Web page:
NATIONAL BALLET OF CANADA’S MIXED PROGRAM Choreography by Jean Grand-Maître, William Forsythe, Frederick Ashton and Harald Lander. Opens tomorrow (Friday June 13) and runs to June 22, various times. Four Seasons Centre (145 Queen West). $45-$200. 416-345-9595. Rating: NNNNN
During the National Ballet’s Mixed Program, all eyes will be on Jennifer Fournier as she looks down at a handful of rose petals.It’s part of the final moments of Five Brahms Waltzes In The Manner Of Isadora Duncan, Fournier’s solo capping a 22-year career.“That moment represents the spiritual made physical,” says Fournier. “It expresses something you can’t hold onto, that can’t last.”Symbolic words for the profession she’s about to leave. This afternoon, Fournier looks calm and poised as she digs into a salad.
“It’s been very emotional,” she says. “Some experiences in our lives are so huge, they’re almost hard to grasp fully as they’re happening. Some days I’m sanguine and optimistic, and other days I become sentimental. My journey as a dancer started when I was five or six. And it’s hard to believe that it’s coming to an end.”
Today she has a daughter who’s a little older than she was when she began dancing, as well as a one-year-old son. Fournier compares the experience of retiring to leaving a relationship.
“You don’t wake up one morning and say, ‘I’m out of here.’ It took me a long time. You negotiate with yourself, thinking, ‘What if I just do that?’ ‘Am I really sure?’ You don’t want to leave for the wrong reasons. And you want to leave – maybe it’s just my ego talking – while people still care about your dancing. I don’t want to leave and have people think, ‘Oh my god, I thought she retired years ago.’”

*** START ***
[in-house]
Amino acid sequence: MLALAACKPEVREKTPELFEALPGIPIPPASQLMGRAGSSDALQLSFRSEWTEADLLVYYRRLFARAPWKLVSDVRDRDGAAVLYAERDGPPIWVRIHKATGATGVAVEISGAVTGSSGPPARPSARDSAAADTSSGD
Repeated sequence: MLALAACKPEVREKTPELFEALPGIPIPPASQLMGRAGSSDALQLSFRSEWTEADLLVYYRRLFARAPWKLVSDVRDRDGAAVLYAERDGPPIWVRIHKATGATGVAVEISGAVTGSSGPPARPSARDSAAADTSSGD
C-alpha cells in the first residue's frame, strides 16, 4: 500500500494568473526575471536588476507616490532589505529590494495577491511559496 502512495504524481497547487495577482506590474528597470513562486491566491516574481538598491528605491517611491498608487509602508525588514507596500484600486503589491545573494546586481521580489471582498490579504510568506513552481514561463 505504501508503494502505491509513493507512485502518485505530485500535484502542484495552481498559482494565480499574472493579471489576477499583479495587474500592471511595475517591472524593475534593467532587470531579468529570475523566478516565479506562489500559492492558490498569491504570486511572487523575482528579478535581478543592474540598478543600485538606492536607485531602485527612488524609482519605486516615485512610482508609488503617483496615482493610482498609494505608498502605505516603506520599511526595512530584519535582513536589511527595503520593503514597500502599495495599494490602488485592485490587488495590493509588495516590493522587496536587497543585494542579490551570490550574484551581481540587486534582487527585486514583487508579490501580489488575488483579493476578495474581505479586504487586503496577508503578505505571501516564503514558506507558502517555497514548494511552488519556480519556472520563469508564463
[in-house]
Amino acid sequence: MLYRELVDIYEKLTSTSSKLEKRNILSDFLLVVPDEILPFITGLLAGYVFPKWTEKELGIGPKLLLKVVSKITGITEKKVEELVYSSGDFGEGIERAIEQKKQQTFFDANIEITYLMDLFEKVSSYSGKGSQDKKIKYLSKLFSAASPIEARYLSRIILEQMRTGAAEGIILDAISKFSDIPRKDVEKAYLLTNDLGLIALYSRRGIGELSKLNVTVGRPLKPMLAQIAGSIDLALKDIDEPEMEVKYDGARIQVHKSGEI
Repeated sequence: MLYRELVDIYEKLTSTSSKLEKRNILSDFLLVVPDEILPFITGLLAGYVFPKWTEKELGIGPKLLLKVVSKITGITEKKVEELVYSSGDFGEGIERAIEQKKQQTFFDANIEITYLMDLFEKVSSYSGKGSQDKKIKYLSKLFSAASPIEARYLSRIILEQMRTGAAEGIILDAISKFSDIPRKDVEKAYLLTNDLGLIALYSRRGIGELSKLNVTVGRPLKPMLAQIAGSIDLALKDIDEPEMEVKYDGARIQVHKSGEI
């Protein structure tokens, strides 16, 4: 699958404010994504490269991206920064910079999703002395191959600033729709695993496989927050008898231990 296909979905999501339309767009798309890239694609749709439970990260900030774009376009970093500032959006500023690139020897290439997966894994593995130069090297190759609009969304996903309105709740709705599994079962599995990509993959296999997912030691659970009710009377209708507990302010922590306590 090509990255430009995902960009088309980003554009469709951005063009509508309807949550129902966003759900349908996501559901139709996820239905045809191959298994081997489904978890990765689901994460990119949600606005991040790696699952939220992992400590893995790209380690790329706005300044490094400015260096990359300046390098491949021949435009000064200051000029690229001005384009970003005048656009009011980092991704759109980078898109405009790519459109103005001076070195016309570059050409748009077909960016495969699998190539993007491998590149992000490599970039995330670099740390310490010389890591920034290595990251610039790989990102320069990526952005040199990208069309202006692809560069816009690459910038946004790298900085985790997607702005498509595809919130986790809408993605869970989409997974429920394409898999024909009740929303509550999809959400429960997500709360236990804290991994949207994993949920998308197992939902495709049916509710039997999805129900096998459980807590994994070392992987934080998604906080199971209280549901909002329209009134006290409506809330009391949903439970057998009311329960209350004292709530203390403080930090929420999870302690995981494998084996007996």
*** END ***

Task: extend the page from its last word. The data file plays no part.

She chuckles here, demonstrating the spirit familiar to audiences who’ve seen her dance. Athletic and energetic, she has always exuded strength onstage. Frailty was never her thing, and she knew it.
“That’s what I love about this ballet and Isadora,” she says, namechecking the legendary dancer who inspired Frederick Ashton’s eight-minute piece.
“She was Celtic; I’m Irish. She hated things that were false, and so do I. Sometimes ballet focuses on the fragility and frailty of the ballerina. It’s wonderful to be allowed to be powerful and angry.”
It was also wonderful to rehearse with the originator of the role, dance great Lynn Seymour.
“Lynn was always a bit of an iconoclast, emotional in her real life and onstage,” says Fournier. “She gave me insights into this ballet and life in general. She knows that to be a good actor you have to make something your own. You need to take responsibility for what you’re doing.
“She’s also got a good sense of what’s important.”
So, what now?
“In a weird kind of way, I feel like I’m reentering the world,” she says. “I want to study history, political science, gender studies. I want to help children discover their creative abilities.“And of course my family comes first.”